On November 14, 2014, Muslims prayed at the National Cathedral in Washington DC. South Africa’s US Ambassador, Ebrahim Rasool, gave a sermon and declared that, “never again must there be intolerance towards Christians or any other faith,” and media observers heralded this breakthrough in interfaith relations, though not all cheered. The prayers were interrupted by a heckler screaming that America was “founded on Christian principles”. Reverend Franklin Graham described the event as “sad”. Dr Sebastian Gorka at Breitbart.com accused the Muslim Brotherhood of taking over the cathedral, inexplicably bringing in the Armenian genocide during the Ottoman Empire; all this in the ...

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I’m Sunni and I went to the 10th Muharram procession in Melbourne!

Pakistan, home to 180 million people, saw another deadly Muharram this year when 57 people were killed in a suicide bombing in Lahore. Each time, short term administrative solutions are followed to bandage the plague of ideological intolerance that has infected us for years. Cities are put under curfew, statements of condemnation floated, promises of fool-proof security made and cellular services blocked for as long the government deems fit. Nothing much has changed since last year, when Raja Bazar in Rawalpindi was gripped by sectarian violence. This religious intolerance and administrative failure is in stark contrast to what I recently experienced in a foreign land. I come from a ...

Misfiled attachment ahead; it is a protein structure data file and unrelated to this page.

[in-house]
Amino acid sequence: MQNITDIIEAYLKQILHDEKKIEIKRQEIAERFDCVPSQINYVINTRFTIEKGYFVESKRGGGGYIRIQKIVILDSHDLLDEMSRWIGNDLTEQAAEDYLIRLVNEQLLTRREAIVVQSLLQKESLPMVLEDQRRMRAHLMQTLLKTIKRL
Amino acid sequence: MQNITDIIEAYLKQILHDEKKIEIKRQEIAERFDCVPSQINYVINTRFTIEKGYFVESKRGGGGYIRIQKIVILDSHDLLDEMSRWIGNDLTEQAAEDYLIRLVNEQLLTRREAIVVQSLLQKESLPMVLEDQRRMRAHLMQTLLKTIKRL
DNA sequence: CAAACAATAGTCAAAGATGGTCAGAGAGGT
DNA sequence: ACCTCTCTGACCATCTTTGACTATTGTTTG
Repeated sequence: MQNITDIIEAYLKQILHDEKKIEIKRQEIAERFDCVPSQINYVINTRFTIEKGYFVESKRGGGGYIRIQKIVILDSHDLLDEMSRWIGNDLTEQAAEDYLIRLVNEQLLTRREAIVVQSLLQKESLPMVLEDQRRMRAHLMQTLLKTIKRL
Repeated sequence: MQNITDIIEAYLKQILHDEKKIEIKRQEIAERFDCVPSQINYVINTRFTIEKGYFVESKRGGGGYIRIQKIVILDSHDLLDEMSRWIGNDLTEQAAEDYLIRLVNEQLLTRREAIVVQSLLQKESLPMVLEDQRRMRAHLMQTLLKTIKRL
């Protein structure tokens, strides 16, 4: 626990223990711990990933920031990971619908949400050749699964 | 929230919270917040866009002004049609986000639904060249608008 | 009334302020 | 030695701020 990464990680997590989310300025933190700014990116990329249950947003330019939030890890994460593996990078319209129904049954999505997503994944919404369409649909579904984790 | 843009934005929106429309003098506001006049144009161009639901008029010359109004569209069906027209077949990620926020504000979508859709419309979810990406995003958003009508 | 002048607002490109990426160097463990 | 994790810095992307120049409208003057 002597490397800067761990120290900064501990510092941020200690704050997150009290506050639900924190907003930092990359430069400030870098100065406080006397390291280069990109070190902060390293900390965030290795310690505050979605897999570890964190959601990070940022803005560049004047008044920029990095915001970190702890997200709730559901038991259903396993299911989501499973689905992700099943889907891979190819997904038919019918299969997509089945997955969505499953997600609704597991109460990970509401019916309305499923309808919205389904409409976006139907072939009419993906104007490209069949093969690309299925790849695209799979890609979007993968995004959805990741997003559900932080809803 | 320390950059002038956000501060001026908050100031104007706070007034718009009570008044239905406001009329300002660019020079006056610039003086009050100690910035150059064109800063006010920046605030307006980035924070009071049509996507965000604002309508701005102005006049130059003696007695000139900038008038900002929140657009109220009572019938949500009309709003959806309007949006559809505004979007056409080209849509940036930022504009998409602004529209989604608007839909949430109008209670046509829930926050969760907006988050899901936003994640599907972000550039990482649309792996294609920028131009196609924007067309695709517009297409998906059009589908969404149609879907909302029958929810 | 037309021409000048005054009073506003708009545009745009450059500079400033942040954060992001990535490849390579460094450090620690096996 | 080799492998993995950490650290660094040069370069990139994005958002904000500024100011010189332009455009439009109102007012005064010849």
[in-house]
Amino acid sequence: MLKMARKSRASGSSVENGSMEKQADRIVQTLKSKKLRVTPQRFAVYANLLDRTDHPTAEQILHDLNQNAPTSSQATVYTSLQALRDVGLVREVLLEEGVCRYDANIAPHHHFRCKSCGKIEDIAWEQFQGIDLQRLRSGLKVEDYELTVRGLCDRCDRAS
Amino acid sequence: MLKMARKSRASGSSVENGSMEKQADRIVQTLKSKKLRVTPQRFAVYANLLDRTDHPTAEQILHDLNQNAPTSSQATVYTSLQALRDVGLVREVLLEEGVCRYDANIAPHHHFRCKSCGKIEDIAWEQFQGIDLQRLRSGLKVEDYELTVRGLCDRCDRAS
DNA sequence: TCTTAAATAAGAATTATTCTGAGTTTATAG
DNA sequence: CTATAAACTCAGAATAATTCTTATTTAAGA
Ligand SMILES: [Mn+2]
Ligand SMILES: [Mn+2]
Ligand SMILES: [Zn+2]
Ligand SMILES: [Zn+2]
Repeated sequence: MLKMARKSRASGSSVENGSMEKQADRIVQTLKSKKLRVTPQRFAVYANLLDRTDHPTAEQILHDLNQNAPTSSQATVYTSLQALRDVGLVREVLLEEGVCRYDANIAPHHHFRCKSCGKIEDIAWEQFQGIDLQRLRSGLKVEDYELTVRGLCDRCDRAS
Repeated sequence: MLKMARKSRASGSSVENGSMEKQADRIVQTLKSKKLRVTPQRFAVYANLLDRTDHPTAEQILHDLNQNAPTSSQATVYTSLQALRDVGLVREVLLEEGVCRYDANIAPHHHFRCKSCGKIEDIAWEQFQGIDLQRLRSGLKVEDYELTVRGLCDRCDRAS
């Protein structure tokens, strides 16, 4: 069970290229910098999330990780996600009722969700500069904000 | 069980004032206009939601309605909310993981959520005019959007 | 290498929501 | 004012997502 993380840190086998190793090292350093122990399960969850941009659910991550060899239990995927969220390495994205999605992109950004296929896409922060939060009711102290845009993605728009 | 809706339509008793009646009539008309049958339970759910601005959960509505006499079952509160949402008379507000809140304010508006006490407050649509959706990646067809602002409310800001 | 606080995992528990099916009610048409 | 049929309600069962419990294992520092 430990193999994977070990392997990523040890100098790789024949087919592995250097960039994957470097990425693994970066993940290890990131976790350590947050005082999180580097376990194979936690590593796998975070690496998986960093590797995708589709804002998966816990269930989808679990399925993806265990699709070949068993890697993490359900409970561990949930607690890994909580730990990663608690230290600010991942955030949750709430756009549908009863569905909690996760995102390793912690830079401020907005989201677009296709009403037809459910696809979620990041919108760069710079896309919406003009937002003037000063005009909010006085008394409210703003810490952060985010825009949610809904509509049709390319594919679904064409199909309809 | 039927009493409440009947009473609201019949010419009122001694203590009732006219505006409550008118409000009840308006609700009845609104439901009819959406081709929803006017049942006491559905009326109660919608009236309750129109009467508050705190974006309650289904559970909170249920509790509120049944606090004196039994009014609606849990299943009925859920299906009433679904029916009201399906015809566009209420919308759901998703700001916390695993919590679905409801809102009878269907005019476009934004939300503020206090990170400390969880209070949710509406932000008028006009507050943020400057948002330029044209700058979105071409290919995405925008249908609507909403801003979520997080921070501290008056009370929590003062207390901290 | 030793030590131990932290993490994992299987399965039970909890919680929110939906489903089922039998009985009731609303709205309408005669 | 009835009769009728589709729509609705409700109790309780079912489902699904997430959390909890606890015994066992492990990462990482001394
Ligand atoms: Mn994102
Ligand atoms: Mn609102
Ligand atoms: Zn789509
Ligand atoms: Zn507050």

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Muslim denominations: Are you Shia or Sunni?

It started quite early. I was seven-years-old. That’s when I first realised that there was something called a “Shia”, and people thought I was one; because in Pakistan, certain surnames are associated with being a Shia. ‘Zaidi’, one of them, sounds similar to the surname ‘Zahidi’, so I was and am often asked this question – “are you a Shia?”. So I came home and asked my father, to which Abba replied in a very matter-of-factly that by faith, Shias and Sunnis are both Muslims. He explained to me that it’s like two brothers from the same family, we all love Prophet ...

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Karbala and universal truths